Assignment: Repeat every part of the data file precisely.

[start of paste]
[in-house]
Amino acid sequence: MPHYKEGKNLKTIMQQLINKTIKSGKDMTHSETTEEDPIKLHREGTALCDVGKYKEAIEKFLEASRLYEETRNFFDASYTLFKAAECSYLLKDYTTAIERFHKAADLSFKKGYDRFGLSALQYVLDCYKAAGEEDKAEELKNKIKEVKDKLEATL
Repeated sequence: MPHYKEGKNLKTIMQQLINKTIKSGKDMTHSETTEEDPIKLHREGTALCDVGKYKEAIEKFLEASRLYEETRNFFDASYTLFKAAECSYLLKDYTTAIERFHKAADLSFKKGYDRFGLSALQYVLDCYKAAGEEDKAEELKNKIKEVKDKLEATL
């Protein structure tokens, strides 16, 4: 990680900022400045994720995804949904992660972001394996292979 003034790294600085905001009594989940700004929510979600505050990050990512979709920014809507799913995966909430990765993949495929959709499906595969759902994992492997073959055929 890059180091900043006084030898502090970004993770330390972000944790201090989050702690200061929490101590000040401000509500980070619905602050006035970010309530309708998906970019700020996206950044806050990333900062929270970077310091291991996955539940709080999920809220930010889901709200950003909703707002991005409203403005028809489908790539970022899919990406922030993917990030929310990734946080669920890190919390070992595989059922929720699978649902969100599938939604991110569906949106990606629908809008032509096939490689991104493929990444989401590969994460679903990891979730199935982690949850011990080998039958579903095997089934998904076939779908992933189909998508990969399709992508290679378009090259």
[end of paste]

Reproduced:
[in-house]
Amino acid sequence: MPHYKEGKNLKTIMQQLINKTIKSGKDMTHSETTEEDPIKLHREGTALCDVGKYKEAIEKFLEASRLYEETRNFFDASYTLFKAAECSYLLKDYTTAIERFHKAADLSFKKGYDRFGLSALQYVLDCYKAAGEEDKAEELKNKIKEVKDKLEATL
Repeated sequence: MPHYKEGKNLKTIMQQLINKTIKSGKDMTHSETTEEDPIKLHREGTALCDVGKYKEAIEKFLEASRLYEETRNFFDASYTLFKAAECSYLLKDYTTAIERFHKAADLSFKKGYDRFGLSALQYVLDCYKAAGEEDKAEELKNKIKEVKDKLEATL
């Protein structure tokens, strides 16, 4: 990680900022400045994720995804949904992660972001394996292979 003034790294600085905001009594989940700004929510979600505050990050990512979709920014809507799913995966909430990765993949495929959709499906595969759902994992492997073959055929 890059180091900043006084030898502090970004993770330390972000944790201090989050702690200061929490101590000040401000509500980070619905602050006035970010309530309708998906970019700020996206950044806050990333900062929270970077310091291991996955539940709080999920809220930010889901709200950003909703707002991005409203403005028809489908790539970022899919990406922030993917990030929310990734946080669920890190919390070992595989059922929720699978649902969100599938939604991110569906949106990606629908809008032509096939490689991104493929990444989401590969994460679903990891979730199935982690949850011990080998039958579903095997089934998904076939779908992933189909998508990969399709992508290679378009090259």